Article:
Play presents Fairy tale in a new light

The big bad wolf is bad no more. Once Upon a Wolf is not an average fairy tale as the story explores a variety of fables within a single play.

“The theme of the show is individuality,” said Brendan Hoyle, theater director. “In Once Upon a Wolf, the main character decides he doesn’t want to be the bad guy any longer. The show demonstrates that anyone can be whoever they want to be.”

The fast and furious collection of fractured fairy tales gives a modern twist to what happens when the Big Bad Wolf decides he doesn’t want to be big or bad anymore.

Elizabeth Hughes ’20 takes on the lead role as Old Granny Stinky Feet who narrates the play. Her character has trouble with the wolf because he isn’t upholding his end of the story by eating Granny. Instead, he wants to be the good guy.

“The play starts off telling the story of Little Red Riding Hood from the wolf’s point-of-view and shows how he is really a nice wolf. It also shows how the villain isn’t bad or what people may think of him,” said Elizabeth. “After that, the next story is the Three Little Pigs and the wolf [proclaims] I don’t want to be the bad guy anymore and tries to paint himself as a hero. The story really shows two perspectives, the villain verses everyone else.

The wolf’s mission is to become a hero no matter how many people tell him it’s impossible.

“I have directed Once Upon a Wolf a few times with student performers, and it’s always a lot of fun and provides many funny and interesting characters for our students to portray. The show is exciting and provides a good message,” said Hoyle. “With this being our final production of the school year, our talented students are demonstrating their ever-growing confidence and skill at performing on stage. With each show we have more students involved as enthusiasm grows for the program. I am excited for this group of sixth, seventh and eighth graders to show the audience what they have been working on for the past five weeks.”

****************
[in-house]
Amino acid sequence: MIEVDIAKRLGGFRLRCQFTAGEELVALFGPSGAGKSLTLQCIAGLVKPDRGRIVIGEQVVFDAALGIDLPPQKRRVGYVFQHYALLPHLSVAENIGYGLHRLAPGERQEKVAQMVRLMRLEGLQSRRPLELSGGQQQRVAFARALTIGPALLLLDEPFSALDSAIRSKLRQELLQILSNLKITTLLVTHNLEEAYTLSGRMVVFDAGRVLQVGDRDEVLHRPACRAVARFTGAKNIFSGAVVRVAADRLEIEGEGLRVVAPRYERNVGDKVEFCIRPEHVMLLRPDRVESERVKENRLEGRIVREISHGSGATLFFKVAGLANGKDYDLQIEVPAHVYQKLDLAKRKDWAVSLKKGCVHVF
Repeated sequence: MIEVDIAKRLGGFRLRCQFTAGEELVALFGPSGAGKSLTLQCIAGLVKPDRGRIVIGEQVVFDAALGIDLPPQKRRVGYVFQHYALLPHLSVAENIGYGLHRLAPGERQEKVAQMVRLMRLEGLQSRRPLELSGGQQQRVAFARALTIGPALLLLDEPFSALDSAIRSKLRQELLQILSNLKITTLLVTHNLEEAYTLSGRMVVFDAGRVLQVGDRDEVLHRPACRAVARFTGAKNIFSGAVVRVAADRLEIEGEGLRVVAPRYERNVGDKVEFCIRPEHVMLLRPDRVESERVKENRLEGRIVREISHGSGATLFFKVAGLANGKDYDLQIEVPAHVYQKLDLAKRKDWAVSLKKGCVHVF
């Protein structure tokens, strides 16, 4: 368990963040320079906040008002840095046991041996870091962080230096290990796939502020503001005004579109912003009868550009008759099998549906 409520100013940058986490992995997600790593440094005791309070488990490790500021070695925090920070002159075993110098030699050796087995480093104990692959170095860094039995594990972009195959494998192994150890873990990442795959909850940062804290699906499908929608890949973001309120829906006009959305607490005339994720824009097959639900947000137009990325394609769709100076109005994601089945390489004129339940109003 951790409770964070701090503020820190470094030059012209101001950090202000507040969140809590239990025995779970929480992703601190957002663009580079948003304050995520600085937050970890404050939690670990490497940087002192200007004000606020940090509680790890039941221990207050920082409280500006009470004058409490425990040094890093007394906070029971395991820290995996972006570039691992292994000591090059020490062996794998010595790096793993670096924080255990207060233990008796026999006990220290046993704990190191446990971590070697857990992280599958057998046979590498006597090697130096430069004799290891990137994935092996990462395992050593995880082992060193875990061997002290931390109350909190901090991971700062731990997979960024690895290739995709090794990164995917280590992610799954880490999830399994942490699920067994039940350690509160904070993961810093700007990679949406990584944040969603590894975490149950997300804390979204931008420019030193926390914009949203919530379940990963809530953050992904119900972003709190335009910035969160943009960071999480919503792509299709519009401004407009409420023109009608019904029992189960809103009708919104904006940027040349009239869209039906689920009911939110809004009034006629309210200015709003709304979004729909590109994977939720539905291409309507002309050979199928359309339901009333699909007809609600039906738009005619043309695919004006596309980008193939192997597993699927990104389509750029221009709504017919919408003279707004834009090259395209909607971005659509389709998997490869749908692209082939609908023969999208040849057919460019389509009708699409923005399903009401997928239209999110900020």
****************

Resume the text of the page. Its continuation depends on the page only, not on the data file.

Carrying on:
Elizabeth has participated in theater for the past two years, including Aladdin and Alice in Wonderland.

“I’ve learned a lot from both Mr. Hoyle and Mrs. Francis. They taught me [various] acting skills, such as line lifting, how to articulate words when speaking fast and stage presence,” said Elizabeth. “From watching the play, I hope the audience [particularly] parents will see a new point-of-view, because when they tell this story they think of the wolf or the evil stepmother as bad and never good. I think the play puts it in a whole new perspective. It’s also a life lesson because though someone did something bad at one particular time, [it] doesn’t make him or her a bad person. You have to understand why they did it.”

Student involvement with our theater productions is at an all time high.

“I’m so pleased that the program is growing in size and enthusiasm,” said Hoyle. “While we are graduating many talented seniors in the upper school, we are also happy to be welcoming many new rising ninth- and sixth-grade students to the upper and middle school theatre programs.”

Join our students on Friday, May 20, and Saturday, May 21, at 7 p.m. in the Hackney Theater to watch the play, and again for a matinee on Sunday, May 22, at 3 p.m.